Based on the figures in the Plaintiff’s affidavit, the flat was worth $460,000 and the Plaintiff’s proposal was that he would pay the Defendant $28,377 (i.e. 10% of $460,000 minus outstanding loan of $17,560 minus $5,825 minus Plaintiff’s CPF contribution of $152,843) for her share of the said flat4.

The Plaintiff’s proposal effectively meant that the Defendant would only get about 6% of the value of the matrimonial flat.

The law

Section 121B of the Women’s Charter provides that where a marriage has been dissolved in a foreign country, a party may apply to the court for an order for financial relief (e.g. an order for division of matrimonial assets).

Section 121D of the Women’s Charter provides that no application shall be made unless leave of court has first been obtained.

Section 121F(1) of the Women’s Charter, which applies only after leave of court has been granted, states:

Duty of court to consider whether Singapore is appropriate forum for application

Before making an order for financial relief, the court shall consider whether in all the circumstances of the case, it would be appropriate for such an order to be made by a court in Singapore, and if the court is not satisfied that it would be appropriate, the court shall dismiss the application.”

Section 121F(2)(f) of the Women’s Charter specifies that the court shall, in particular, have regard to: any right which the applicant has, or has had, to apply for financial relief from the other party to the marriage under the law of any foreign country, and if the applicant has omitted to exercise that right, the reason for that omission;”

In Cai Xiao Mei v Zhang ShaoJi [2014] SGDC 132, District Judge Cheryl Koh stated:

No cherry-picking of different matrimonial claims to be heard in different forums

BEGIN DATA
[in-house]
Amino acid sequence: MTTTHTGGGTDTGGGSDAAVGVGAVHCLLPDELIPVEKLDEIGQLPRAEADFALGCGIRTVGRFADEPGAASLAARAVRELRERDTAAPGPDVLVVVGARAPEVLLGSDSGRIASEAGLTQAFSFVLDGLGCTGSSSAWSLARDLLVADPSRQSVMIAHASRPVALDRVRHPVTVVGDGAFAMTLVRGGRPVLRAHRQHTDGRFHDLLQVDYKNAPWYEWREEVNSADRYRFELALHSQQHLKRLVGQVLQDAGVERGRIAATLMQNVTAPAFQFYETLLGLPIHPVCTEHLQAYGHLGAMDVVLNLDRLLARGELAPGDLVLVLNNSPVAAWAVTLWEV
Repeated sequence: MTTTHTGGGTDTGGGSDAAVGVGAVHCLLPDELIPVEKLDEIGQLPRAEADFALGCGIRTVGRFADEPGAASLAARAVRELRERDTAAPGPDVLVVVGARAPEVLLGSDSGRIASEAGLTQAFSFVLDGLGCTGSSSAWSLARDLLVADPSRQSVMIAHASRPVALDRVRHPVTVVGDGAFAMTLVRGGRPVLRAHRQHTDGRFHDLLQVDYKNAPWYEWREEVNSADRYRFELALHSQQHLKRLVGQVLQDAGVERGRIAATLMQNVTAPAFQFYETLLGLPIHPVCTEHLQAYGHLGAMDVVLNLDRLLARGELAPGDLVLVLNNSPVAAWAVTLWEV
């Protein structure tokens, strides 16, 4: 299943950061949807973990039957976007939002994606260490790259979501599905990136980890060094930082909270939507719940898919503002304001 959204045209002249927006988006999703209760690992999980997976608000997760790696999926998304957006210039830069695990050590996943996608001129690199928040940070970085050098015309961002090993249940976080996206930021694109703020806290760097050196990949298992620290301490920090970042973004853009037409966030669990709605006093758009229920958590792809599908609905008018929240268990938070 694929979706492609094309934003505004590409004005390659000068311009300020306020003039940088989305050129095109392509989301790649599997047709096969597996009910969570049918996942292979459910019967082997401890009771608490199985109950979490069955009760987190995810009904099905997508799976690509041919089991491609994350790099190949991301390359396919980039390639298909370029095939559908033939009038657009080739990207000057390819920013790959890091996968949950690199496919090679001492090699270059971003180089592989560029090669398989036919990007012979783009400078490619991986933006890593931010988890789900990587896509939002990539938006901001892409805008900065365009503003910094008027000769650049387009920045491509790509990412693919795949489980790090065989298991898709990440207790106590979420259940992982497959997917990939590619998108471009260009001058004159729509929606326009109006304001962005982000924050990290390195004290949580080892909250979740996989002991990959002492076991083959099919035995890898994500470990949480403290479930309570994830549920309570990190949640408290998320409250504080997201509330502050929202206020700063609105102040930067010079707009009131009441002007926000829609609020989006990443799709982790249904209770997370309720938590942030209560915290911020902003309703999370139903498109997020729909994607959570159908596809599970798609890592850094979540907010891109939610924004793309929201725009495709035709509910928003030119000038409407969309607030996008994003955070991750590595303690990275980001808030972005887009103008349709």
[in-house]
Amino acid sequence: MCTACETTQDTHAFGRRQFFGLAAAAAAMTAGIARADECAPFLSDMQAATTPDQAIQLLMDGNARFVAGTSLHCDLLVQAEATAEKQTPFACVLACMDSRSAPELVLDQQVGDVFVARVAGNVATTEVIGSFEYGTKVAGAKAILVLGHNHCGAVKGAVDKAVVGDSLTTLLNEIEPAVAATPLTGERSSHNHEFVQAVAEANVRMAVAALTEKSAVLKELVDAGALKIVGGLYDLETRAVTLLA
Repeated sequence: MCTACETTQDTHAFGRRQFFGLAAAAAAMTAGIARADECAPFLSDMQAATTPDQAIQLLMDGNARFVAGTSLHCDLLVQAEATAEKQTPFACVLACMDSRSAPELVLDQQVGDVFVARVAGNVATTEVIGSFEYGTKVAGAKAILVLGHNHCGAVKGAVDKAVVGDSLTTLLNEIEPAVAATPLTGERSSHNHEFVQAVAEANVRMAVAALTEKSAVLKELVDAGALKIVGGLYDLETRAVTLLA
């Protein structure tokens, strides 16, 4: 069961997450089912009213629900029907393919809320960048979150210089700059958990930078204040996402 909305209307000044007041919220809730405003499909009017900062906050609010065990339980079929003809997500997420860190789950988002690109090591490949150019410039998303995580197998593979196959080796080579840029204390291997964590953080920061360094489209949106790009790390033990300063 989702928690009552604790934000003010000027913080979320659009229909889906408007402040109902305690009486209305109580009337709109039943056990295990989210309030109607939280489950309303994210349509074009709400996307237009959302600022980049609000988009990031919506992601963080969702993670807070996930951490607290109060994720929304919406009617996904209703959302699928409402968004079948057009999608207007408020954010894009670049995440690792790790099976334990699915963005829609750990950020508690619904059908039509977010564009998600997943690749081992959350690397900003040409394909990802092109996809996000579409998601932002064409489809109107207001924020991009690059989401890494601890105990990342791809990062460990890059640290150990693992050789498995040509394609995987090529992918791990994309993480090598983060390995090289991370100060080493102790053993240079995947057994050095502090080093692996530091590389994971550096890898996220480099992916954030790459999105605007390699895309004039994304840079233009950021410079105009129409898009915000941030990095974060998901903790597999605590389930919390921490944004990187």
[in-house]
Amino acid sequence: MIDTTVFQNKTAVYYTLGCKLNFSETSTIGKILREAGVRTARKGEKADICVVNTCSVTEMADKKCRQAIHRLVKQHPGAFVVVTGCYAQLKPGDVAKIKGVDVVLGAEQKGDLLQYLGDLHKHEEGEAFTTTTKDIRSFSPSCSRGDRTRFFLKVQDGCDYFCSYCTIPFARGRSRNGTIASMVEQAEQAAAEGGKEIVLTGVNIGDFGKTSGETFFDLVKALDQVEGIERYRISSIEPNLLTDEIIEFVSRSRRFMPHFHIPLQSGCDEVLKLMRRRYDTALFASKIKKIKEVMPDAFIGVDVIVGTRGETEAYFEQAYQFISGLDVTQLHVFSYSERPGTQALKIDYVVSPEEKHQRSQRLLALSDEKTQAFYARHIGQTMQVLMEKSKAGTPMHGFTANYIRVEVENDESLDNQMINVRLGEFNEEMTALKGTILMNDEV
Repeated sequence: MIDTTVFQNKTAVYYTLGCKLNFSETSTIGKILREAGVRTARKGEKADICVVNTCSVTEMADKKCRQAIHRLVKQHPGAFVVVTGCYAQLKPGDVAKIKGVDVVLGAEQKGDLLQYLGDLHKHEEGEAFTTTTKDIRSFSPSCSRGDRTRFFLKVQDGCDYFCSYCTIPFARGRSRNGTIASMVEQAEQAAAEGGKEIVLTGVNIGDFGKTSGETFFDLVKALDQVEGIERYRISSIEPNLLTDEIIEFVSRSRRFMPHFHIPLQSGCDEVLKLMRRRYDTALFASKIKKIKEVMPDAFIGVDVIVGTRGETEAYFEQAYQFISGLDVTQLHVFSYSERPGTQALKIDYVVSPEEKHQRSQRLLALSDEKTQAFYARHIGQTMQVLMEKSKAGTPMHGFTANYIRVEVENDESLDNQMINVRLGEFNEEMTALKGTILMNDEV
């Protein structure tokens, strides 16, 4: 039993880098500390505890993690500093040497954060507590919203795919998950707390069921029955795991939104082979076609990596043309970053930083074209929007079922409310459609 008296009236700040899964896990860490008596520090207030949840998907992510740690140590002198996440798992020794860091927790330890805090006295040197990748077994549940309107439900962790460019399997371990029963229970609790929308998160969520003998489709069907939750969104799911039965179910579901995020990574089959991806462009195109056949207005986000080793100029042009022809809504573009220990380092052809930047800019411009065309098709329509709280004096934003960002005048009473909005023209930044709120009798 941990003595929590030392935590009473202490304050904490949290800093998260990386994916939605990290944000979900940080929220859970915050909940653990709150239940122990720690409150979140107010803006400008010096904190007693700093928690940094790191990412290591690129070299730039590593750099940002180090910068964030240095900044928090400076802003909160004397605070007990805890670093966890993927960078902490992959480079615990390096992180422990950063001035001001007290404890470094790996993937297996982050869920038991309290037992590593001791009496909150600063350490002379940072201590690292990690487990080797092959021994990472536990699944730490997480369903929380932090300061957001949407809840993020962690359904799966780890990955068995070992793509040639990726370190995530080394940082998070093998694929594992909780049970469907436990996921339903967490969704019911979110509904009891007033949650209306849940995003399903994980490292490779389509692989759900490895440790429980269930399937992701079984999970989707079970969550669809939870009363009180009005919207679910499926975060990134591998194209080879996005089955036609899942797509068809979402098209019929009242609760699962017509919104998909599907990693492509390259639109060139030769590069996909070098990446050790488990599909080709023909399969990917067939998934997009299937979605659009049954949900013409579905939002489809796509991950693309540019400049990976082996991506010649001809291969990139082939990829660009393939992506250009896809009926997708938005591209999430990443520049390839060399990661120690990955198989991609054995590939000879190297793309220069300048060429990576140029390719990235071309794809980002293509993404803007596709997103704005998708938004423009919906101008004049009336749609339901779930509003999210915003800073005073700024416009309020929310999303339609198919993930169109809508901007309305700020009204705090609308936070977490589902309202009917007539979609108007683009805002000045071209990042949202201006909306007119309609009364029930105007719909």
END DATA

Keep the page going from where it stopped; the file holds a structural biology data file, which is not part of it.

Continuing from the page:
First, Chapter 4A of Part X of the Women’s Charter is not intended to undermine established principles under the doctrine of natural forum, including the principle that the forum that is most appropriate to hear the matrimonial proceedings should indeed hear the case, and generally such a forum should also hear all ancillary matters relating to the termination of the marriage as the court: Low Wing Hong Alvin v Kelso Sharon Leigh [2001] 1 SLR 173 at [20]–[21]; C v D [2002] SGHC 98 at [57]. A party cannot choose to litigate particular claims for relief in foreign matrimonial proceedings (e.g., division of assets) and litigate remaining claims (e.g., maintenance) in concurrent matrimonial proceedings in Singapore; if a party feels that Singapore is the more appropriate forum to hear the matter, then the party has to apply for a stay of the foreign proceedings and pursue his/her claims in Singapore. Authorities such as BDA v BDB [2012] SGHC 209 and ALJ v ALK [2010] SGHC 255 set out the principles to be applied in deciding whether Singapore or the foreign country is the appropriate jurisdiction for the matrimonial proceedings. Chapter 4A of Part X of the Women’s Charter does not alter these principles. The true injustice which Chapter 4A of Part X is intended to redress...